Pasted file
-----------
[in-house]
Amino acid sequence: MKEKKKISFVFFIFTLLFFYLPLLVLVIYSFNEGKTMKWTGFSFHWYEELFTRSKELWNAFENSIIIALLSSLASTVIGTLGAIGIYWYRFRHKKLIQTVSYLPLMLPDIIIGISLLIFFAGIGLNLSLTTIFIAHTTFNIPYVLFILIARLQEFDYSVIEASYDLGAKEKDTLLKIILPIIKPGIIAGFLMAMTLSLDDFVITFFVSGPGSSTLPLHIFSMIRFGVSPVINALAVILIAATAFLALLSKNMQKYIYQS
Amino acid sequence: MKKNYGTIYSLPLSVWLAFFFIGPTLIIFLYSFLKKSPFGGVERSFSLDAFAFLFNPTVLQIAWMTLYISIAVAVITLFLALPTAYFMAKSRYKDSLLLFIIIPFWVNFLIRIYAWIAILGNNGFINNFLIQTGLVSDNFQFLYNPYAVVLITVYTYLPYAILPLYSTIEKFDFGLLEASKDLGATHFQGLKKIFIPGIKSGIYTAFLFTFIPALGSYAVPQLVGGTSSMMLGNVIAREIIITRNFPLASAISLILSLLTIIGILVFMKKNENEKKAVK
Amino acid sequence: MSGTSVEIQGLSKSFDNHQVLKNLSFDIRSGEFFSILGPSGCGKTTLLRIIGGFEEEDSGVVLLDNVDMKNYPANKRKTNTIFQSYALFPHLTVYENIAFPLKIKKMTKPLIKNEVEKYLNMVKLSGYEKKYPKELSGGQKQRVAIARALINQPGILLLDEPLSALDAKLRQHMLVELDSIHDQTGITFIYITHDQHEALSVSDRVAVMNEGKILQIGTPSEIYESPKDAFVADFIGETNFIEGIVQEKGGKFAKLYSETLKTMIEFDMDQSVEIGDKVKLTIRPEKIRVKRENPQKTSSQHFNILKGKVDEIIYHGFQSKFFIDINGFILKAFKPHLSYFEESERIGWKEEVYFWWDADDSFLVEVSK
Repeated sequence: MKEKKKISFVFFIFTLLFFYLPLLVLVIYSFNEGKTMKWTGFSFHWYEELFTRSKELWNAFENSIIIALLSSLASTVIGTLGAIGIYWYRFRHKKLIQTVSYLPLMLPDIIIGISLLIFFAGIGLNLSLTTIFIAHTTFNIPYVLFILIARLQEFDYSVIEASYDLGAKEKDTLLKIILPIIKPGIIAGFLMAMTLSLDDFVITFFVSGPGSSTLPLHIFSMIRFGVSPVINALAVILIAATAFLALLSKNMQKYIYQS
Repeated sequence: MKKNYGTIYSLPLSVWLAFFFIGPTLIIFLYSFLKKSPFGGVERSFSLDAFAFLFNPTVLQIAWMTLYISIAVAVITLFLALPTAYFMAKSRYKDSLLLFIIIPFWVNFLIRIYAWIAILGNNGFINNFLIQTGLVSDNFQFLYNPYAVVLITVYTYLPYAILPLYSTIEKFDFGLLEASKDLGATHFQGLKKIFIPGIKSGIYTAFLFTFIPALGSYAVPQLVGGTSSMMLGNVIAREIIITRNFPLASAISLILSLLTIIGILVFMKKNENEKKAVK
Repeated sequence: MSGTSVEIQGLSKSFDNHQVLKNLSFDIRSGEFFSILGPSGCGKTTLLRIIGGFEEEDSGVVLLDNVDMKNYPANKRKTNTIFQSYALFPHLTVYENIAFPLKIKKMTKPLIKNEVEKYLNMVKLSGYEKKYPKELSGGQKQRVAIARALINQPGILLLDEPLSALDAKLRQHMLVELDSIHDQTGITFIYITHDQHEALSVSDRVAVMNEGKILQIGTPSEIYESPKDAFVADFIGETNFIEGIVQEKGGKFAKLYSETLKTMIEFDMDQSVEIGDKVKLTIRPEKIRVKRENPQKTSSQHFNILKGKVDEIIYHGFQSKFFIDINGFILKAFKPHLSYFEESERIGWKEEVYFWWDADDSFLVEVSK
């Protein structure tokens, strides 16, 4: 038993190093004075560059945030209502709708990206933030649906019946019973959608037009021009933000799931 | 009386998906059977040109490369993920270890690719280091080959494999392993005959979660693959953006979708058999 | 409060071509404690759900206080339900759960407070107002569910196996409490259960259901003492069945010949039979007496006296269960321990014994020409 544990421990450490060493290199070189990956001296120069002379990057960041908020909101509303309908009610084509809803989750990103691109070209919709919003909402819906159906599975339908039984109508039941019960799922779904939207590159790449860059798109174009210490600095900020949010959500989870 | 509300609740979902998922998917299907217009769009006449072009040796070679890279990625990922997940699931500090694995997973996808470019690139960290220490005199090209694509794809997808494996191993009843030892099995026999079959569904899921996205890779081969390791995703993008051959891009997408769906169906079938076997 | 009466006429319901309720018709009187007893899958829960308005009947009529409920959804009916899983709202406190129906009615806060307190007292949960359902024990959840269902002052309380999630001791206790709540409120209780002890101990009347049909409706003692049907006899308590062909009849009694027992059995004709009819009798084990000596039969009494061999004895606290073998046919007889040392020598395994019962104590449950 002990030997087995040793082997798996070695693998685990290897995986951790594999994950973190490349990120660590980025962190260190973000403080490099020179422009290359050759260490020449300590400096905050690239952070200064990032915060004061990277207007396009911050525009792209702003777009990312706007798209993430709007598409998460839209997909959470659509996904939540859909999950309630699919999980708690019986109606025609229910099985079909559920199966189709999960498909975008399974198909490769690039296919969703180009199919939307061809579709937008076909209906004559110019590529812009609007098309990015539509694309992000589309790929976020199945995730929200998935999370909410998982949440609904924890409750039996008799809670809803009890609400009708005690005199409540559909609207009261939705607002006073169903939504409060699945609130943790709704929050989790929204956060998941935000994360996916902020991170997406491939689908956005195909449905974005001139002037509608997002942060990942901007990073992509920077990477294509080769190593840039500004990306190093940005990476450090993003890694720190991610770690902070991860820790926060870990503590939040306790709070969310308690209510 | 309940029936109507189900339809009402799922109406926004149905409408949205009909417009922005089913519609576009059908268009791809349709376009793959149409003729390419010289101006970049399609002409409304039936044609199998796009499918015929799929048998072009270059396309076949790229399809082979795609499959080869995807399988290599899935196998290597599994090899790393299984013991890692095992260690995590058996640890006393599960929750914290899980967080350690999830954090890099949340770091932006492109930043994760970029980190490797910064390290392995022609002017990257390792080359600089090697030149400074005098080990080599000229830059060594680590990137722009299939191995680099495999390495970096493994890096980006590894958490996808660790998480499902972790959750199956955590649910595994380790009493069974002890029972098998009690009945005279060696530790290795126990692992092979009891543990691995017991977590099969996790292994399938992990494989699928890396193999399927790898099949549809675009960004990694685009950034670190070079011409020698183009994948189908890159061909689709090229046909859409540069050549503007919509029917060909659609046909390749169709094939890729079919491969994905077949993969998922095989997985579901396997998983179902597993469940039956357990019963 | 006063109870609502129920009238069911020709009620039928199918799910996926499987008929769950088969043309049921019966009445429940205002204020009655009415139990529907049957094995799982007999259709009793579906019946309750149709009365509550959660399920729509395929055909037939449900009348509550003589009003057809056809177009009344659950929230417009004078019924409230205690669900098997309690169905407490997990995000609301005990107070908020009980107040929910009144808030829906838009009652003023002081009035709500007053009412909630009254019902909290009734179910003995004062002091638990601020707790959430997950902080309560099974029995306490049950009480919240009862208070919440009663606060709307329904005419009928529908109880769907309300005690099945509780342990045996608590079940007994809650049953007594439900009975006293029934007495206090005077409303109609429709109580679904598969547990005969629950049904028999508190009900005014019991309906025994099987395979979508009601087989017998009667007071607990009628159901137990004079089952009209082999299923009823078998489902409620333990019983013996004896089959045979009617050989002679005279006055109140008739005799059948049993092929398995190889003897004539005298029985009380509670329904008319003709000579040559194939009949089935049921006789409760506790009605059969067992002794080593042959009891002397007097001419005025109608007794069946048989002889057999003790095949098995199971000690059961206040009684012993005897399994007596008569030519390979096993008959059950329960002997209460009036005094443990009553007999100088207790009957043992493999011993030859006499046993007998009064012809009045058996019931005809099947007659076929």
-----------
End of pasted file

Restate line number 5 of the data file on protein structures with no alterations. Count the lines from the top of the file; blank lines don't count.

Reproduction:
Repeated sequence: MKEKKKISFVFFIFTLLFFYLPLLVLVIYSFNEGKTMKWTGFSFHWYEELFTRSKELWNAFENSIIIALLSSLASTVIGTLGAIGIYWYRFRHKKLIQTVSYLPLMLPDIIIGISLLIFFAGIGLNLSLTTIFIAHTTFNIPYVLFILIARLQEFDYSVIEASYDLGAKEKDTLLKIILPIIKPGIIAGFLMAMTLSLDDFVITFFVSGPGSSTLPLHIFSMIRFGVSPVINALAVILIAATAFLALLSKNMQKYIYQS